hydrogenous


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hy·dro·gen

 (hī′drə-jən)
n. Symbol H
A colorless, highly flammable element, that occurs as a diatomic molecule, H2, the lightest of all gases and the most abundant element in the universe, used in the production of synthetic ammonia and methanol, in petroleum refining, in the hydrogenation of organic materials, as a reducing atmosphere, in oxyhydrogen torches, in cryogenic research, and in rocket fuels. Atomic number 1; atomic weight 1.00794; melting point -259.1°C; boiling point -252.8°C; density at 0°C 0.08988 gram per liter; valence 1. See Periodic Table.

[French hydrogène : Greek hudro-, hydro- + French -gène, -gen.]

hy·drog′e·nous (-drōj′ə-nəs) adj.

hydrogenous

(haɪˈdrɒdʒɪnəs)
adj
(Chemistry) of or containing hydrogen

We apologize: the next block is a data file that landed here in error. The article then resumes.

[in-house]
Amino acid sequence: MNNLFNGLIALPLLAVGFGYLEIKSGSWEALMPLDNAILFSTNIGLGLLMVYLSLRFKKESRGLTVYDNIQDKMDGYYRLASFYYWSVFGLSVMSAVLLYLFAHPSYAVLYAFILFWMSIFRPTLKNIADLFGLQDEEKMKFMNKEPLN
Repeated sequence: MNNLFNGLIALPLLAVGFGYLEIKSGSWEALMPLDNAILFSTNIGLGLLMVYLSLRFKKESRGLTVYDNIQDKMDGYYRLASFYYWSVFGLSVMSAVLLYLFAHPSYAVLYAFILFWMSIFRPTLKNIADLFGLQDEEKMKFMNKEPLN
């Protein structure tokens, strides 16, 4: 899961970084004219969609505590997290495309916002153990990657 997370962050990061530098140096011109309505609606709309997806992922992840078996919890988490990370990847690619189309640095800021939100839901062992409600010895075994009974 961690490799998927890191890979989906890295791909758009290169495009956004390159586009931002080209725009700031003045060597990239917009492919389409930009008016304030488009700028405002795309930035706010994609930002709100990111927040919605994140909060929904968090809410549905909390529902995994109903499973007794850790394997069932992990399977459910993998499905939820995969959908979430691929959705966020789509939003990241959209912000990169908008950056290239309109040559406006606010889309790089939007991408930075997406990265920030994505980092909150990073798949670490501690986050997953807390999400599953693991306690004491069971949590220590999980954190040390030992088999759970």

hy•drog•e•nous

(haɪˈdrɒdʒ ə nəs)

adj.
of or containing hydrogen.
References in periodicals archive ?
Rare earth, major and trace elements in Jurassic manganese shales of the Northern Calcaeous Alps: hydrothermal versus hydrogenous origin of stratiform manganese deposits.
Among the topics are modeling approaches to heat and mass transfers in porous wicks, mechanisms of intensive heat transfer for different modes of boiling, practical applications of heat pipes and opportunities for innovative applications because of global warming, sorption systems with heat pipe thermal management for storing and transporting hydrogenous gas, and fluid flow and heat transfer with phase change in minichannels and microchannels.
Treatments were conducted using the changes in molar concentrations of phosphorus produced by the exchange of hydrogenous dipotassium phosphate ([K.